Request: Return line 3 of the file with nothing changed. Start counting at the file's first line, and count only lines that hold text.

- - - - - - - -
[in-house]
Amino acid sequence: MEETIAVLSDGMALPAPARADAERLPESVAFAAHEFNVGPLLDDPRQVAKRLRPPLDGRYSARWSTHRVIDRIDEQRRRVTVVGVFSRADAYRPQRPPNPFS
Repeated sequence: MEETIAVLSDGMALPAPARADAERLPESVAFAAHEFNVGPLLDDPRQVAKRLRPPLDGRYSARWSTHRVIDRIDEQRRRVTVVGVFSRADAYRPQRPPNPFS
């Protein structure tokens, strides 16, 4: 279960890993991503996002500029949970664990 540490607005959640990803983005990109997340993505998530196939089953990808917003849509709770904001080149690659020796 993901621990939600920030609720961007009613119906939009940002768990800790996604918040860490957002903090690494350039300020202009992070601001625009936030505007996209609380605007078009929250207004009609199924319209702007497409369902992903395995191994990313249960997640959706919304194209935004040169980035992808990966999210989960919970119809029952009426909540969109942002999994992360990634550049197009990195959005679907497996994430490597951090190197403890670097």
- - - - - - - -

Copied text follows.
Repeated sequence: MEETIAVLSDGMALPAPARADAERLPESVAFAAHEFNVGPLLDDPRQVAKRLRPPLDGRYSARWSTHRVIDRIDEQRRRVTVVGVFSRADAYRPQRPPNPFS